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Imaging neuronal population activity in awake and anesthetized rodents

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Greenberg,  DS
Former Research Group Network Imaging, Max Planck Institute for Biological Cybernetics, Max Planck Society;
Max Planck Institute for Biological Cybernetics, Max Planck Society;
Research Group Neural Population Imaging, Max Planck Institute for Biological Cybernetics, Max Planck Society;

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Wallace,  DJ
Former Research Group Network Imaging, Max Planck Institute for Biological Cybernetics, Max Planck Society;
Max Planck Institute for Biological Cybernetics, Max Planck Society;
Research Group Neural Population Imaging, Max Planck Institute for Biological Cybernetics, Max Planck Society;

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Kerr,  JND
Former Research Group Network Imaging, Max Planck Institute for Biological Cybernetics, Max Planck Society;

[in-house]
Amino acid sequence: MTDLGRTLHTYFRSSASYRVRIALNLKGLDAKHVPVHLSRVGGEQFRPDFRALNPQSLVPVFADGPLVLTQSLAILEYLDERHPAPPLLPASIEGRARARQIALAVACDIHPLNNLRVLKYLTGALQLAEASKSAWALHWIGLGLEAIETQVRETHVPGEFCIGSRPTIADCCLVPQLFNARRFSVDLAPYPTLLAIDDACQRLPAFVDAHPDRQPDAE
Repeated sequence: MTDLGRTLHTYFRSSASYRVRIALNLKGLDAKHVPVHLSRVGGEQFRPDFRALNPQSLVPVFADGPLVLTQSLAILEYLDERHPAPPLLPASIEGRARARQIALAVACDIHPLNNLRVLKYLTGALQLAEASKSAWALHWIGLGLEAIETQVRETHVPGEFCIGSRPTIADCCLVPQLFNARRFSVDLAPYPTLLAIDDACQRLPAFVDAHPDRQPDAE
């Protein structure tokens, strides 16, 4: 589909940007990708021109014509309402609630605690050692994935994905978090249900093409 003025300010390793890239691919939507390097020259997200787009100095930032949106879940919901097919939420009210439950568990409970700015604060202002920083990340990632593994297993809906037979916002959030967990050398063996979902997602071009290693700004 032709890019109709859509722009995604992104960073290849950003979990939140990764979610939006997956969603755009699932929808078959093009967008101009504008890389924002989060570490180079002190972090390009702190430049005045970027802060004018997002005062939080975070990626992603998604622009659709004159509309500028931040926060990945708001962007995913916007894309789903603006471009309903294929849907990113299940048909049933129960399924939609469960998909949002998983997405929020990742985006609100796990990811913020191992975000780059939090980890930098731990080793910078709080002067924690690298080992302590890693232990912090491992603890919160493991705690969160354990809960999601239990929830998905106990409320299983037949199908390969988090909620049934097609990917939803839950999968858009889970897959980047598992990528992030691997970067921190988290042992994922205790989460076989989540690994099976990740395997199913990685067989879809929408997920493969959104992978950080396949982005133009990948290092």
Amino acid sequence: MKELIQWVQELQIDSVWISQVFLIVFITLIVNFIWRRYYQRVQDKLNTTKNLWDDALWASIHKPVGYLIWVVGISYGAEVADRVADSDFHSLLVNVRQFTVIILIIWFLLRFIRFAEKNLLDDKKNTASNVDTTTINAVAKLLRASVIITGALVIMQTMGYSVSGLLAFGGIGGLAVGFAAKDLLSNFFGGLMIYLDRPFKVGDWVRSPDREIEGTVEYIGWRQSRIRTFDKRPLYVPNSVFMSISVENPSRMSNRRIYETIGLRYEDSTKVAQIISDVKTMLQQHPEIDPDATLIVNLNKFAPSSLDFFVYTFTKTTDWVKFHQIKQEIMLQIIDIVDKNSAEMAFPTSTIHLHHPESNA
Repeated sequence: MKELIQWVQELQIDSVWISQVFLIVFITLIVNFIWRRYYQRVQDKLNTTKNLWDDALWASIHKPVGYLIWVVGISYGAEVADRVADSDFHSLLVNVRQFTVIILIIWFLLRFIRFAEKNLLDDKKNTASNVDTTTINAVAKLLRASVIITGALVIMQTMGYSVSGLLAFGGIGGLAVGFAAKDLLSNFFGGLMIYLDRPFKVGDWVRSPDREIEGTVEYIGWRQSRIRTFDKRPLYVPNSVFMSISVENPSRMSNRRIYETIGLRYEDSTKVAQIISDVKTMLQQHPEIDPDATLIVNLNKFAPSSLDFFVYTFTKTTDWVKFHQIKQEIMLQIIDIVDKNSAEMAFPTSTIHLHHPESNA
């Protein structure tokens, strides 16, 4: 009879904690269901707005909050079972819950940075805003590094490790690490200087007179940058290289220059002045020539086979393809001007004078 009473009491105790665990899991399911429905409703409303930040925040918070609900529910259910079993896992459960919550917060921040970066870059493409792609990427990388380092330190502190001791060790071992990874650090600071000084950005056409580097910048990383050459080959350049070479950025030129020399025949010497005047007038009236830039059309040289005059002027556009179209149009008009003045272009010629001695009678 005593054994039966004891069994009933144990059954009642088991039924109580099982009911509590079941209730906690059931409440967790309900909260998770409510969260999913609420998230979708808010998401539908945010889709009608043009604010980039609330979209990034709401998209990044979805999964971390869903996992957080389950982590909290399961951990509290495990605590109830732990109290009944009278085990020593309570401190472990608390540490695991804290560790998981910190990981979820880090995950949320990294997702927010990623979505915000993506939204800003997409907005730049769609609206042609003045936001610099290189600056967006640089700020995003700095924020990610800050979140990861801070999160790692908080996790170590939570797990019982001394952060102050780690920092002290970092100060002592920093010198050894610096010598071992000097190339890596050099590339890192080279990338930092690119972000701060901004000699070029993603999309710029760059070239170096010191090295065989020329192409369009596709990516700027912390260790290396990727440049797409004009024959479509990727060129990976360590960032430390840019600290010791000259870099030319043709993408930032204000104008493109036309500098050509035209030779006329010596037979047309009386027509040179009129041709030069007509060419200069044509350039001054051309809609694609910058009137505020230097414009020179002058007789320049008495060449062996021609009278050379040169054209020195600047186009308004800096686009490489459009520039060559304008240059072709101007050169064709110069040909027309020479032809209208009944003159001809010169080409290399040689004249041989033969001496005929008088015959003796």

Max Planck Institute for Biological Cybernetics, Max Planck Society;
Research Group Neural Population Imaging, Max Planck Institute for Biological Cybernetics, Max Planck Society;

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Citation

Greenberg, D., Wallace, D., & Kerr, J. (2014). Imaging neuronal population activity in awake and anesthetized rodents. Cold Spring Harbor Protocols, 2014(9), 912-922. doi:10.1101/pdb.top083535.


Cite as: http://hdl.handle.net/21.11116/0000-0002-0DD4-1
Abstract
Recent advances in in vivo two-photon imaging have extended the technique to permit the detection of action potentials (APs) in populations of spatially resolved neurons in awake animals. Although experimentally demanding, this technique's potential applications include experiments to investigate perception, behavior, and other awake states. Here we outline experimental procedures for imaging neuronal populations in awake and anesthetized rodents. Details are provided on habituation to head fixation, surgery, head plate design, and dye injection. Determination of AP detection accuracy through simultaneous optical and electrophysiological recordings is also discussed. Basic problems of data analysis are considered, such as correction of signal background and baseline drift, AP detection, and motion correction. As an application of the method, the comparison of neuronal activity across arousal states is considered in detail, and some future directions are discussed.